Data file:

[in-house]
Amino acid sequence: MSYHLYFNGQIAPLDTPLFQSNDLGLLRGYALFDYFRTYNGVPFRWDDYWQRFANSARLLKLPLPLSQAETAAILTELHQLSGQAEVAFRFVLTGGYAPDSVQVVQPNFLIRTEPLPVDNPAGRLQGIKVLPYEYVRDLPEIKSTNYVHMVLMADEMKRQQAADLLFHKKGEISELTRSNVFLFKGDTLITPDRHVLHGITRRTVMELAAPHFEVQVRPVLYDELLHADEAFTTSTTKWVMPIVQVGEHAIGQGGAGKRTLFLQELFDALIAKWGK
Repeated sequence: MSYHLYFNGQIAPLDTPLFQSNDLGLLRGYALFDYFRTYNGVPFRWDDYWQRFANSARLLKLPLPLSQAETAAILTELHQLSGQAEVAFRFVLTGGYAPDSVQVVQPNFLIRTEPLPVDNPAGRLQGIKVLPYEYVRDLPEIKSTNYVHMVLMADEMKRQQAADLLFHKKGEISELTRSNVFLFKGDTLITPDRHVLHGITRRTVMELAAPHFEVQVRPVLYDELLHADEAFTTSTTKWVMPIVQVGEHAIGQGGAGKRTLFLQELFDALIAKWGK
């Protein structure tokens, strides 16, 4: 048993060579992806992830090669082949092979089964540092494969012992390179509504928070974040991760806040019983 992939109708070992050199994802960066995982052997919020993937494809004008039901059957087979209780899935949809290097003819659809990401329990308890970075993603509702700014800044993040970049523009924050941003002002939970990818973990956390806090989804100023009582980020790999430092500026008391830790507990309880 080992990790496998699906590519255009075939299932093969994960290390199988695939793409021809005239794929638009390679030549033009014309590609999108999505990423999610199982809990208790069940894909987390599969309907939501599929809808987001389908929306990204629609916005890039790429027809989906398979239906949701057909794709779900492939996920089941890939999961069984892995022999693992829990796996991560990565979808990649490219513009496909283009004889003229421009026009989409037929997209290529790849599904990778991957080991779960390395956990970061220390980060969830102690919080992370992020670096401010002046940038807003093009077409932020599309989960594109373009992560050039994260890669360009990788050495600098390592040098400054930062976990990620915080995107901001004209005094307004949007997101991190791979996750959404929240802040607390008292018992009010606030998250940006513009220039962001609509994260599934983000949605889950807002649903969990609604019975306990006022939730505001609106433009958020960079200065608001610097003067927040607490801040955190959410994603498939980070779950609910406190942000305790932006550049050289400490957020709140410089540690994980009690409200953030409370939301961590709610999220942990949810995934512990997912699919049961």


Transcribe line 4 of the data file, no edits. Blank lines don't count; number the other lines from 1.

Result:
């Protein structure tokens, strides 16, 4: 048993060579992806992830090669082949092979089964540092494969012992390179509504928070974040991760806040019983 992939109708070992050199994802960066995982052997919020993937494809004008039901059957087979209780899935949809290097003819659809990401329990308890970075993603509702700014800044993040970049523009924050941003002002939970990818973990956390806090989804100023009582980020790999430092500026008391830790507990309880 080992990790496998699906590519255009075939299932093969994960290390199988695939793409021809005239794929638009390679030549033009014309590609999108999505990423999610199982809990208790069940894909987390599969309907939501599929809808987001389908929306990204629609916005890039790429027809989906398979239906949701057909794709779900492939996920089941890939999961069984892995022999693992829990796996991560990565979808990649490219513009496909283009004889003229421009026009989409037929997209290529790849599904990778991957080991779960390395956990970061220390980060969830102690919080992370992020670096401010002046940038807003093009077409932020599309989960594109373009992560050039994260890669360009990788050495600098390592040098400054930062976990990620915080995107901001004209005094307004949007997101991190791979996750959404929240802040607390008292018992009010606030998250940006513009220039962001609509994260599934983000949605889950807002649903969990609604019975306990006022939730505001609106433009958020960079200065608001610097003067927040607490801040955190959410994603498939980070779950609910406190942000305790932006550049050289400490957020709140410089540690994980009690409200953030409370939301961590709610999220942990949810995934512990997912699919049961």